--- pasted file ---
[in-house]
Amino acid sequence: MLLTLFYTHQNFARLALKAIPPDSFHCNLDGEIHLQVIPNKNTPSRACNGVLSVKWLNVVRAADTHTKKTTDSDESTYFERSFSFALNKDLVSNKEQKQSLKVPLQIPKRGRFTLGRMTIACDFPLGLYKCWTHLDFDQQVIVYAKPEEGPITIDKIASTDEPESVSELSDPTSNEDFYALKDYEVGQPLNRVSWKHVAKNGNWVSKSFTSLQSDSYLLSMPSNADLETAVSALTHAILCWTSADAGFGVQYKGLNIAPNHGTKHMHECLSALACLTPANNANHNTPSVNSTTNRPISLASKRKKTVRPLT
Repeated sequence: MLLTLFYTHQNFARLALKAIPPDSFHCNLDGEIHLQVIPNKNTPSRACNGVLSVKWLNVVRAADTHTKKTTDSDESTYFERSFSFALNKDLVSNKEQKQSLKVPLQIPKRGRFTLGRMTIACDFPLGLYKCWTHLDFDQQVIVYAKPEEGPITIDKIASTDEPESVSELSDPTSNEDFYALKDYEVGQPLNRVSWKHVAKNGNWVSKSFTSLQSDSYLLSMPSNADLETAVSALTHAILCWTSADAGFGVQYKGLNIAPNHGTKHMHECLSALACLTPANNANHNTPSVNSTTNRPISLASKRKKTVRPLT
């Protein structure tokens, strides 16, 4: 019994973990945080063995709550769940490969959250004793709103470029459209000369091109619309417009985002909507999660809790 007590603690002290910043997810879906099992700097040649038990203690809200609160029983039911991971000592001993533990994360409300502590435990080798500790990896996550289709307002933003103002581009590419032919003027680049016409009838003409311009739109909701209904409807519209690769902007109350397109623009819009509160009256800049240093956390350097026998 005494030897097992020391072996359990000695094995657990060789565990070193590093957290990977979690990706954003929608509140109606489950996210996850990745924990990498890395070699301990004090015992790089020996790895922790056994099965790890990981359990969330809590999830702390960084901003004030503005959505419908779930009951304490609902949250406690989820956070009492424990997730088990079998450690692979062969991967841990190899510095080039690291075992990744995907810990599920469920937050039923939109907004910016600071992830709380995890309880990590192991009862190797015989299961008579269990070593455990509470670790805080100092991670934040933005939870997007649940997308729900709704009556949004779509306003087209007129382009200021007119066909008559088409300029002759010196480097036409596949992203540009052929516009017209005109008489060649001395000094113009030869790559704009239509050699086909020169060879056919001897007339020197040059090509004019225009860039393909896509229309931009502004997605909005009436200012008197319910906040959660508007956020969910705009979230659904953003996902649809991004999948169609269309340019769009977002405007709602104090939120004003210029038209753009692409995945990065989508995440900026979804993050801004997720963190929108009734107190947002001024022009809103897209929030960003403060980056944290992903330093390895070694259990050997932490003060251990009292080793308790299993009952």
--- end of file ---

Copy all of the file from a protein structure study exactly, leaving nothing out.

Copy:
[in-house]
Amino acid sequence: MLLTLFYTHQNFARLALKAIPPDSFHCNLDGEIHLQVIPNKNTPSRACNGVLSVKWLNVVRAADTHTKKTTDSDESTYFERSFSFALNKDLVSNKEQKQSLKVPLQIPKRGRFTLGRMTIACDFPLGLYKCWTHLDFDQQVIVYAKPEEGPITIDKIASTDEPESVSELSDPTSNEDFYALKDYEVGQPLNRVSWKHVAKNGNWVSKSFTSLQSDSYLLSMPSNADLETAVSALTHAILCWTSADAGFGVQYKGLNIAPNHGTKHMHECLSALACLTPANNANHNTPSVNSTTNRPISLASKRKKTVRPLT
Repeated sequence: MLLTLFYTHQNFARLALKAIPPDSFHCNLDGEIHLQVIPNKNTPSRACNGVLSVKWLNVVRAADTHTKKTTDSDESTYFERSFSFALNKDLVSNKEQKQSLKVPLQIPKRGRFTLGRMTIACDFPLGLYKCWTHLDFDQQVIVYAKPEEGPITIDKIASTDEPESVSELSDPTSNEDFYALKDYEVGQPLNRVSWKHVAKNGNWVSKSFTSLQSDSYLLSMPSNADLETAVSALTHAILCWTSADAGFGVQYKGLNIAPNHGTKHMHECLSALACLTPANNANHNTPSVNSTTNRPISLASKRKKTVRPLT
């Protein structure tokens, strides 16, 4: 019994973990945080063995709550769940490969959250004793709103470029459209000369091109619309417009985002909507999660809790 007590603690002290910043997810879906099992700097040649038990203690809200609160029983039911991971000592001993533990994360409300502590435990080798500790990896996550289709307002933003103002581009590419032919003027680049016409009838003409311009739109909701209904409807519209690769902007109350397109623009819009509160009256800049240093956390350097026998 005494030897097992020391072996359990000695094995657990060789565990070193590093957290990977979690990706954003929608509140109606489950996210996850990745924990990498890395070699301990004090015992790089020996790895922790056994099965790890990981359990969330809590999830702390960084901003004030503005959505419908779930009951304490609902949250406690989820956070009492424990997730088990079998450690692979062969991967841990190899510095080039690291075992990744995907810990599920469920937050039923939109907004910016600071992830709380995890309880990590192991009862190797015989299961008579269990070593455990509470670790805080100092991670934040933005939870997007649940997308729900709704009556949004779509306003087209007129382009200021007119066909008559088409300029002759010196480097036409596949992203540009052929516009017209005109008489060649001395000094113009030869790559704009239509050699086909020169060879056919001897007339020197040059090509004019225009860039393909896509229309931009502004997605909005009436200012008197319910906040959660508007956020969910705009979230659904953003996902649809991004999948169609269309340019769009977002405007709602104090939120004003210029038209753009692409995945990065989508995440900026979804993050801004997720963190929108009734107190947002001024022009809103897209929030960003403060980056944290992903330093390895070694259990050997932490003060251990009292080793308790299993009952």